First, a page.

Lack of data on the lives of separating and separated families is hindering effective policymaking for children and families, argues Jeremy Davies, Head of Communications at the Fatherhood Institute.
We suspected we might uncover some gaps and inconsistencies when we started our investigation of how information about fathers and father-figures is recorded and collected in Britain’s main research and statistical datasets three years ago.
And sure enough, we did.
Our 59,000-word final report, published earlier this month and presented at a recent CLOSER seminar, lays out in forensic detail our review of 16 large-scale repeated cross-sectional and longitudinal datasets, and suggests how they could be improved, to help researchers and policymakers better capture the diversity of fatherhood in modern Britain.
Things are not like they used to be. British Cohort Study interviewer instructions for sweep 2 in 1975 (cohort child at five years) state that “if the [birth] father is divorced, separated or has ‘deserted’ the mother, he is not considered as a ‘father figure’ even if visiting the child daily” (see page 68 of our full report)!
But, many datasets continue to use the ‘full-time resident adults and children in one household’ as the basis for questionnaire design and data collection about families, despite the increasing prevalence of second addresses and families living across households.
Recent longitudinal datasets more fully identify and differentiate fathers than repeated cross-sectional datasets do. However, a key change we would like to see is the classification of separated fathers in terms of whether – and how much of the time – they live with their children: full-time co-resident, part-time co-resident (regular overnight stays) or non-resident.
These fathers are typically classed as ‘non-resident’ because they do not live with the child’s mother. In fact, they often spend a great deal of time (even as much as the mother) with their children and are very important to them and their long-term outcomes.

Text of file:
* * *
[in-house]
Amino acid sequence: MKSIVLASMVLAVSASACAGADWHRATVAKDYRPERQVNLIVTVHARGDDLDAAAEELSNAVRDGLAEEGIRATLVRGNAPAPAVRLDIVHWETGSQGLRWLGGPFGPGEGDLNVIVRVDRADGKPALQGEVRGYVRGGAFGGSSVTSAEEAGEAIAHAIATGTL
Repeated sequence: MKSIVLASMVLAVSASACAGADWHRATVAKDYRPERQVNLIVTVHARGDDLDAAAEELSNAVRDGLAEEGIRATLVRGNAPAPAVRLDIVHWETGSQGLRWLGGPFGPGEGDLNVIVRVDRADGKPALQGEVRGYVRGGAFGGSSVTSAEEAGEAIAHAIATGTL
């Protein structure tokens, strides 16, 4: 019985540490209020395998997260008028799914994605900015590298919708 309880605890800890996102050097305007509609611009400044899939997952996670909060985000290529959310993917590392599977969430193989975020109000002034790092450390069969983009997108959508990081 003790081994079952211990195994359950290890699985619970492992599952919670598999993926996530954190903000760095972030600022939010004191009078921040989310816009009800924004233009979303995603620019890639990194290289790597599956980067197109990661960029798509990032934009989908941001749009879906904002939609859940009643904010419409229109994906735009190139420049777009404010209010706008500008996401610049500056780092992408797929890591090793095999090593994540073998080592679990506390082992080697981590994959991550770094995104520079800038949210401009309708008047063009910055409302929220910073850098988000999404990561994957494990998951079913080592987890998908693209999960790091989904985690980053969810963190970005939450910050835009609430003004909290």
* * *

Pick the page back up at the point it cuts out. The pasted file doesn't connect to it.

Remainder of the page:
Datasets also commonly fail to identify other parent-child relationships across households: for example, parents with children residing part-time elsewhere; partners who parent children together, while not cohabiting full-time; and non-resident step-parents.
Ambiguous language can be a problem. The datasets rarely use definitions when presenting terms such as ‘own child’, ‘step-parent’, ‘lives with’, ‘main residence’ or ‘shared care 50-50’ to research respondents in fieldwork instruments. Instead, research respondents use their own interpretations of the meaning of these terms when selecting a category, sometimes guided by interviewer instructions.
Another change we propose is that cohort childhood sweeps collect data from a separated father and any partner where a cohort member has regular overnight stays or substantial daytime care in their father’s household. Fathers and father figures are more likely to be overlooked in studies than mothers, because childhood sweeps have not interviewed birth parents not living in the cohort member’s ‘main household’.
My own family, while unusual in some respects, perhaps offers a useful example of how thoughtful one might need to be to fully capture the diversity of fathers’ experiences and their impacts on children.
On paper, my son has grown up with a resident mother and a non-resident father (me). If you chose to, you could look at her as a single mum. In fact he has, for almost all of his 18 years, been surrounded by four loving parents – three of whom happen to be male.
So if you wanted to paint a fully rounded picture of my son’s life – from his health, education and socioeconomic status, to how he was brought up and what he’s achieving – you would need to capture data about his mum and all three of his fathers – me and his two stepdads. If all you did was think in terms of the ‘full-time resident adults and children in one household’ model, you might easily paint some or all of us out of the picture.
And if you wanted to find out about the full range of men’s experiences of fatherhood, including those of men who ‘father’ children not biologically theirs, you would be interested not just in me, nor just in his ‘resident’ stepdad; you would also be interested in my partner, who fits none of the ‘standard’ definitions of ‘father’.
In our report we identify promising approaches from existing datasets, and set out recommendations that could help researchers study types of father and father-figure more effectively in future. We hope you find them useful and thought-provoking. Part-time resident fathers and non-resident stepfathers may become more prevalent among new generations of children, and increasingly relevant to study design.
The findings of the Fatherhood Institute report were presented by Rebecca Goldman at a CLOSER seminar in January 2018.
Where’s the Daddy? Fathers and father-figures in UK datasets was written by Rebecca Goldman, independent research consultant, and Adrienne Burgess, head of research and joint chief executive at the Fatherhood Institute. It was funded by the Nuffield Foundation.
Jeremy Davis is Head of Communications at the Fatherhood Institute.
Davies J (2018) “Where’s the daddy?”, CLOSER blog.